Describing another attack by a grey reef shark that he believed was injured, photographer Mike deGruy said, "I raised my camera and took a picture and it ripped up my right arm and then my left scuba fin. Luckily, it grabbed my fin and not my thigh. I came to the surface spewing blood everyplace. I swam with my left leg back to the boat."

"Three quarters of the way to the boat, I felt I might make it." Suddenly he wondered: "Why am I not being eaten? Then, it was like an epithet. 'Phil!' They're eating Phil!" His diving partner Phil was seriously injured. DeGruy required 11 operations over a year and a half to repair the damage that was done to him.

Whitetip Reef Sharks

Whitetip reef shark
Whitetip reef sharks (Scientific name: Triaenodon obesus) are found mostly in tropical waters in the Indo-Pacific region. Their dorsal and upper tail fins have distinctive white tips, hence their name. Also known a bluntheads and white-tipped shark, they reach a length of 2.1 meters and a weight of about 20 kilograms. They are slender and give birth to live young. Unlike most sharks which need to swim continuously to keep oxygen flowing through their gills, whitetip reef sharks can pump water across their gills and thus rest on the ocean floor.

Whitetip reef sharks were originally described by Eduard Ruppell in 1837. They have been around a long time. Fossils of them have been found in North Carolina from the Miocene Period (23 million to 5.3 million years ago) indicating that the shark existed in the Atlantic Ocean several million years ago; though they are not found there now. Their lifespan in the wild is estimated to be up to 25 years. The most dangerous predator of the whitetip reef shark is humans but they can be preyed upon by large sharks, such as the tiger shark and silvertip shark.[Source: Andrew Feldkamp, Animal Diversity Web (ADW)]

Whitetip reef shark are important predators in reef ecosystems. They use coral reefs as a habitat, as well as a source for food. Their predation of fishes may serve as a sort of population control. This is particularly important in those fishes, such as the parrotfish, that consume the coral. /=\ However the whitetip reef shark does occasionally have a negative effect on the coral, damaging iti n their aggressive pursuit of prey fish. The whitetip reef shark also serves as host to small cleaner fish such as gobies or striped cleaner wrasses who feed on the parasites infesting the shark.

Whitetip reef sharks live in tropical, saltwater, and/or marine environments and they are found in reefs, coastal areas and on or near the sea bottom as well as in caves at depths of one to 330 meters (3.28 to 1082.68 feet) at an average depth of 8-40 meters (26-131 feet). Found in both the Indian and Pacific oceans, they have been spotted as far west as the coasts of South Africa and Sri Lanka in the Indian Ocean and have been observed as far east as the coasts of Costa Rica and Panama in the Pacific Ocean. They are most numerous around Indo-Pacific islands and along the southern coast of the Indian sub-continent.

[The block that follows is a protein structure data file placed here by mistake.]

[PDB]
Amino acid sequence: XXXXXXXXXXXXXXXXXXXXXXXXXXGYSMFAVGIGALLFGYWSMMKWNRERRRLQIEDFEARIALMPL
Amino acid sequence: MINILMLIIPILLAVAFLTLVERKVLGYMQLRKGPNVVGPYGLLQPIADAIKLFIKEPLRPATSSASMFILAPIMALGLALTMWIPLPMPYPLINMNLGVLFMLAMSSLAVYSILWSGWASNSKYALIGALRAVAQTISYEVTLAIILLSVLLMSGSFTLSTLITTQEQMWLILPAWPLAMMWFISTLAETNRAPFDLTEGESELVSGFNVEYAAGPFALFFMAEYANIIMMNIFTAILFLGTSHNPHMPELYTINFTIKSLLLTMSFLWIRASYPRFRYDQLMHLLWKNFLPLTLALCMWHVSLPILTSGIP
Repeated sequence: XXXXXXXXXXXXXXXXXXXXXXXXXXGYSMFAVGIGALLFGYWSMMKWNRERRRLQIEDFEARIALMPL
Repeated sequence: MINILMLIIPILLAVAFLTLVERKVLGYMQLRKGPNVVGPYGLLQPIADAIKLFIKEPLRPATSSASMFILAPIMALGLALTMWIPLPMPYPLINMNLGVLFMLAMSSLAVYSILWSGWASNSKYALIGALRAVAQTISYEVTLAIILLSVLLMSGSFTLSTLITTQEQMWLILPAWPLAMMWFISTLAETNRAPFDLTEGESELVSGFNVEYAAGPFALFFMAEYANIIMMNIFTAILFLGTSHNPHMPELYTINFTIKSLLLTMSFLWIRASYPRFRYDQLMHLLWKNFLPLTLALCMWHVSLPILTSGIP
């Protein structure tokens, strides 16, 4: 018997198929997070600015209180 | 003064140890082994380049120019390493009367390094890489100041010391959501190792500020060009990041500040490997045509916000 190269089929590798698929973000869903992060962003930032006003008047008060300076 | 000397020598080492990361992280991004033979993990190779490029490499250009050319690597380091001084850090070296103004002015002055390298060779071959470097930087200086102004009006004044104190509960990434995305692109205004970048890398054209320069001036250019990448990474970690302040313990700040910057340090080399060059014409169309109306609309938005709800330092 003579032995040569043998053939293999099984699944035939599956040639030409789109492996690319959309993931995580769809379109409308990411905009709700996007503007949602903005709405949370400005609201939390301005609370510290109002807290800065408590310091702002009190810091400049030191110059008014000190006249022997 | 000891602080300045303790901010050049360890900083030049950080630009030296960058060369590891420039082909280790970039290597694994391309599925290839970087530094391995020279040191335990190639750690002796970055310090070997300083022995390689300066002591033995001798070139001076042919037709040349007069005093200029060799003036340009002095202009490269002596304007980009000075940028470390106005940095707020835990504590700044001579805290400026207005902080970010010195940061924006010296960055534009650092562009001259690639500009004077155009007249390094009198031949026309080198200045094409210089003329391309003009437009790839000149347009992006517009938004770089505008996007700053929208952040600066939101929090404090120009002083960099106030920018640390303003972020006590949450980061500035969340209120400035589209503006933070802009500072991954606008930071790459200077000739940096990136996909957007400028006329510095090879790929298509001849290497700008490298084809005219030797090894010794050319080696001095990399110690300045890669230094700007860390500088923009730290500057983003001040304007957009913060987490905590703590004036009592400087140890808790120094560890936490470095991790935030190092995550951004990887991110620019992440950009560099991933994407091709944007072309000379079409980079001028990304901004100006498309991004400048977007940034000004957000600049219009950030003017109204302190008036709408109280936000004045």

Whitetip Reef Shark Characteristics and Behavior

Whitetip reef sharks reach lengths of 213 centimeters (84 inches), with their average length being 165 centimeters (65 inches). They reach weights of 27.7 kilograms (61 pounds), with their average weight being 20 kilograms (44 pounds). Males are larger than females. [Source: Andrew Feldkamp, Animal Diversity Web (ADW)]

The whitetip reef sharks are grey in color with a white belly and characteristic white tips on its first dorsal, upper caudal and occasionally the pelvic fins. According to Animal Diversity: The snout is short and broad with a mouth full of smooth edged teeth on both jaws. Both the mouth and nostrils are located on the underside of the head. The skin is very tough and the lateral fins are highly flexible. Both of these characteristics allow them to exist more easily among the rough and jagged edges of a coral reef. A diagnostic feature that distinguishes Whitetip reef sharks from the similar silvertip and oceanic whitetip sharks is the second dorsal fin. In the whitetip reef shark it is significantly larger in comparison to the other species.

Whitetip reef shark are nocturnal (mainly active at night), occasionally motile (move around as opposed to being stationary) and occasionally sedentary (remain in the same area). Their average territory size is two square kilometers. They are considered docile and non-aggressive. Being nocturnal, they spend much of the day in caves and deep crevices in coral reefs and coral reef lagoons.

Whitetip reef sharks have the ability to pump water across their gills without moving forward, so they can sit motionless on the sea floor. However the shark prefers the safety and seclusion of caves when they are hunting and return to the same cave day after day for several months. Whitetip reef sharks remain in a relatively small area throughout their life. The longest recorded travel over the coarse of a year by an individual was three kilometers. The whitetip reef shark is non-territorial. It sharing its range with other whitetip reef sharks and sharks of other species.

Whitetip reef sharks communicate with vision, touch and chemicals usually detected by smelling and sense using vision, touch, sound, chemicals detected by smelling and electric signals. /=\ As with most sharks the main form of perception is visual. Their eyes are large and oval in shape. They share caves, and occasionally hunt together, however how they communicate is not well understood. Tactile communication — the male biting the fins of the female — is employed during mating.